Academic journal article International Journal of Business Studies

Defending against Turbulent Conditions: Results from an Agent-Based Simulation

Academic journal article International Journal of Business Studies

Defending against Turbulent Conditions: Results from an Agent-Based Simulation

Article excerpt

We use an agent-based computer simulation to examine the impact of organisational strategy on enterprise performance within a turbulent operating environment. The simulation is designed to model consumers and four types of small- and medium-sized enterprises that behave with different strategies (Defender, Analyser, Prospector and Static). These agent-based organisations operate with different behavioural characteristics when making strategic decisions about the number of products to stock and which products to offer for sale. We present the results of experiments conducted using a series of simulations. Outcomes from these simulations indicate that organisations that employ Defender strategies perform best in a turbulent operating environment.

Keywords: agent-based modelling, strategic orientation, turbulent environment, small-medium sized enterprises, Miles and Snow typology


The underlying motivation of our work is to understand the behaviour of small- to medium-sized enterprises operating under various environmental conditions. The strategic decisions of these organisations impact on both their resource needs and performance. Indeed their organisational strategy may be especially critical in complex and unpredictable operating environments with shifting consumer demand. Understanding the impact of different strategies in different market conditions is complex as environmental conditions tend to emerge in a dynamic way from an interaction of consumers with changing demands and enterprises with different strategic orientations.

Computer simulations, such as our agent-based model, provide a pragmatic approach to modelling such complex behaviour. While similar to traditional experimental designs, a computer simulation uses an abstract model of reality to conduct experiments rather than real world subjects (Hunter & Naylor, 1970; Achterkamp & Imhof, 1999). Computer simulation has indeed been described as a "third way of doing science" (Casti, 1997). This approach is typically undertaken to improve understanding of a phenomena, to predict future behaviour and to conduct experiments that cannot, for some reason, be carried out on the real world system (Davidsson, 2002). For example, Zott (2003) developed a computer simulation to provide insight into the trajectories of evolutionary change engendered by dynamic capability in organisations. Others such as Phelan (2002) have employed simulations to provide insights into the performance levels of organisations with differential cognitive capacities. More specifically, agent-based approaches have proved useful in exploring market scenarios (Csik, 2003; Garifullin et al., 2007).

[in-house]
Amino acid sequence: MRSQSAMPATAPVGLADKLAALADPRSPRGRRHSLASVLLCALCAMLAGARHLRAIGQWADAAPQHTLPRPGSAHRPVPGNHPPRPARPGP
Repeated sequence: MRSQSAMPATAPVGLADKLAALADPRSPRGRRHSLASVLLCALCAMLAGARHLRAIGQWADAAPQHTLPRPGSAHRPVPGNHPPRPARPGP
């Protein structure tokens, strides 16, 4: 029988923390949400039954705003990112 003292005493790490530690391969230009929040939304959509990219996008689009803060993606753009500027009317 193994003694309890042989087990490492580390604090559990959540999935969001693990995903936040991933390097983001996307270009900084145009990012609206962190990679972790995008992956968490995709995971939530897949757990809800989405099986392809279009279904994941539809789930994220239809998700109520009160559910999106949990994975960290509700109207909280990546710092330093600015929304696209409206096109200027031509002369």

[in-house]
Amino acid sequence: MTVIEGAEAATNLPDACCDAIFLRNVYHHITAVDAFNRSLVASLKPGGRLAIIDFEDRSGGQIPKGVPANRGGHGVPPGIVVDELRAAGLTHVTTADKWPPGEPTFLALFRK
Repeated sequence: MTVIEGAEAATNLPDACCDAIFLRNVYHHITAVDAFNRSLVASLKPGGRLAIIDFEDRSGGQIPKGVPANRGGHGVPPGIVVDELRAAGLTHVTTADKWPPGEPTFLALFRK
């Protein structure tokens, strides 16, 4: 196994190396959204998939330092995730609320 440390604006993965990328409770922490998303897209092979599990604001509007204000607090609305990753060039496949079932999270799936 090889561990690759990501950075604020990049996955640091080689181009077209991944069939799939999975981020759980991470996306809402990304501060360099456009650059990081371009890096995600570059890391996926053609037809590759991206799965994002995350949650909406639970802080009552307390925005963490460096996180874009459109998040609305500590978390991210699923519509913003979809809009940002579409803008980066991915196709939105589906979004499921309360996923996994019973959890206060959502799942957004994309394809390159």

We have implemented an agent-based simulation that can be configured to create stable, trending or turbulent operating environments (Figure 1). These figures show characteristic consumer demand for 12 different products when the simulation is configured for a stable, trending and turbulent environment. Note that this behaviour is only characteristic as each simulation run will produce unique results. These three different environmental conditions have been used previously to model the adaptive behaviour of organisations (Friesen & Miller, 1986; Blackmore, 2006). In this work we focus on turbulent environments. A turbulent environment is considered to be dynamic and discontinuous, characterised by abrupt shifts. In this scenario consumer demand for products fluctuates over the course of the simulation.

The principal agent types used in our simulation represent consumers and enterprises. The consumer agents are driven by a simple goal of seeking a product from the enterprise agents. We then model environmental conditions by modifying consumer behaviour in terms of what products they are seeking. Turbulence, for example, is modelled by introducing larger degrees of randomness into consumer goal setting, thus making consumer behaviour less predictable. …

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